After understanding what speed each tap is programmed for, we can make proper airflow adjustments. In the pictured example above, if the #5 speed tap is programmed for 1600 CFM and #4 is programmed for 1200 CFM and #5 is presently connected to the “Cool” terminal on the control board via the black wire, we know that the unit is running at around 1600 CFM as long as the TESP across the unit is not too high. If 1600 CFM is too high of an airflow volume and only 1200 CFM is needed because the system is a 36,000 BTU/HR air conditioner, we can swap the yellow with the black wire on the motor module. This will cause the “Cool” terminal on the control board to be connected to to the #4 terminal on the motor module via the black wire. This means that any time cooling is called for by the control board, 24v will be present on the #4 terminal of the motor module to turn the motor on and to run at roughly 1200 CFM.
If the terminals are present at the motor module (ECM X-13) you can switch speeds at the blower motor location. If you have a plug instead (ECM Broad Ocean) you can only make the adjustment at the control board or at the plug terminals at the end of the wiring. Make sure power is off when doing any adjustment. You can verify the actual CFM by measuring the TESP of the system and comparing it to the manufacturer’s airflow data sheet.
Variable Speed Blower Motor ( Genteq 2.3, 16 pin connector)
In the example above, an ECM 2.3 16 pin variable speed motor is connected to an air handler control board. Wires from the 16 pin plug are connected to this board. On this control board, there are multiple adjustments for the airflow speeds. These adjustments can be made by pulling the single wire connector and moving it to another single tab positioned horizontally in each row.
The airflow adjustments on this board are pictured below. The following list refers to each adjustment starting from the bottom and moving upward.
– The “Continuous Fan” refers to when the G terminal is powered for the fan only to run.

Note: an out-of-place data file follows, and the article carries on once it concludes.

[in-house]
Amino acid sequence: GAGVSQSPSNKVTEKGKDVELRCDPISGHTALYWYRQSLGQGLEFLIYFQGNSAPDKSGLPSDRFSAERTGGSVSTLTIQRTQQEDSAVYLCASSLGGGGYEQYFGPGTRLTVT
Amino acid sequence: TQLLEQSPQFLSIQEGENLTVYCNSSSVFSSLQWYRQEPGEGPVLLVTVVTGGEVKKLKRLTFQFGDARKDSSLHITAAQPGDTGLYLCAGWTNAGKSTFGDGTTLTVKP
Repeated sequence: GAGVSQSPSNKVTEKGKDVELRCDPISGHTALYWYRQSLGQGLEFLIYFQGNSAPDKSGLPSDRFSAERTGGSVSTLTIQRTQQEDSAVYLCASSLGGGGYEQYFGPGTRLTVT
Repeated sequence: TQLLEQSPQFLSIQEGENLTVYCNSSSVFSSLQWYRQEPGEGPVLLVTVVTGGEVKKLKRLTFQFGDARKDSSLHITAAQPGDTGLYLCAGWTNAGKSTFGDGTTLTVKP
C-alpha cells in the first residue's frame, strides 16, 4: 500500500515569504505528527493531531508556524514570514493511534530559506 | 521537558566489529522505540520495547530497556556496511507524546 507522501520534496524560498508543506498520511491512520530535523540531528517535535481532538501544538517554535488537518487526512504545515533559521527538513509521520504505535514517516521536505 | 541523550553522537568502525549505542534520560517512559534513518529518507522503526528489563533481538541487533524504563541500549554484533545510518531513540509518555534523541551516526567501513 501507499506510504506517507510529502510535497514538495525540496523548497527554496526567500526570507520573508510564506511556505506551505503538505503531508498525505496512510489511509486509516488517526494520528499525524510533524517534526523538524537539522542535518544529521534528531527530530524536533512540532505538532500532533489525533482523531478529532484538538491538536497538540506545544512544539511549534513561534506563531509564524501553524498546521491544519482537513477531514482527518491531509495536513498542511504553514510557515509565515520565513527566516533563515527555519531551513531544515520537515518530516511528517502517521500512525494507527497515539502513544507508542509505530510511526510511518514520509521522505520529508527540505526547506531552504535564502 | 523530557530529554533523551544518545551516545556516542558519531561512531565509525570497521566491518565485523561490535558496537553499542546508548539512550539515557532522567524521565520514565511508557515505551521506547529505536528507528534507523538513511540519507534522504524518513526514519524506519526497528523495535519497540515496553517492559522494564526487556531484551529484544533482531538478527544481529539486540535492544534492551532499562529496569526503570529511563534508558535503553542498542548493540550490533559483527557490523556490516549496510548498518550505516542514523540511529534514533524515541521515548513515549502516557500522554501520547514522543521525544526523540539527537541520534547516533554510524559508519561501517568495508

-The “Blower-on and Blower-off delay” time period can be selected.
-The “AC/HP CFM Adjust” is the airflow volume to be set for system, efficiency, comfort.
-The “System Type” is the CFM per ton to be adjusted between low, normal and high.
-The BTU/HR size is selectable between 48,000 42,000 36,000 or 30,000 BTU/HR
-The “AUX Heat” makes sure that there is enough airflow when elect strip heat is called.
Variable Speed Blower Motor (Genteq ECM 3.0, 4 pin connector)
In the example of an ECM 3.0 with a 4 pin connector, the wires are not switched or moved to adjust the airflow settings. The control board is communicating with the blower module in order to determine the airflow volume needed. This control board is out of a variable speed furnace with a modulating gas valve that has a variable speed inducer motor. In this case, to adjust the blower speeds, move the dip switches (in the red section of the control board) to the positions shown in the manufacturer’s installation instructions.
The installation instructions for this furnace are needed in order to be able to know how to set these dip switches. If the instructions are not with the furnace, you can look up the model number of the unit and search for the installation manual via a google search. On this board, pins 3, 4, and 5 on the SW1/1 through SW1/8 dip switch block have to do with air flow. The continuous fan is marked SW3. The SW2 indicates the air conditioning size. Upon initial installation, these dip switches need to be adjusted for the particular unit, size, and application. To adjust the dip switches, turn the power off and take a flat head screw driver to lightly push the dip switches to the on/off desired position for each numbered switch. Match the positions to the desired pictures within the manufacturer’s installation literature.
I hope this helps you understand how to adjust the airflow speed on ECM Blower Motors!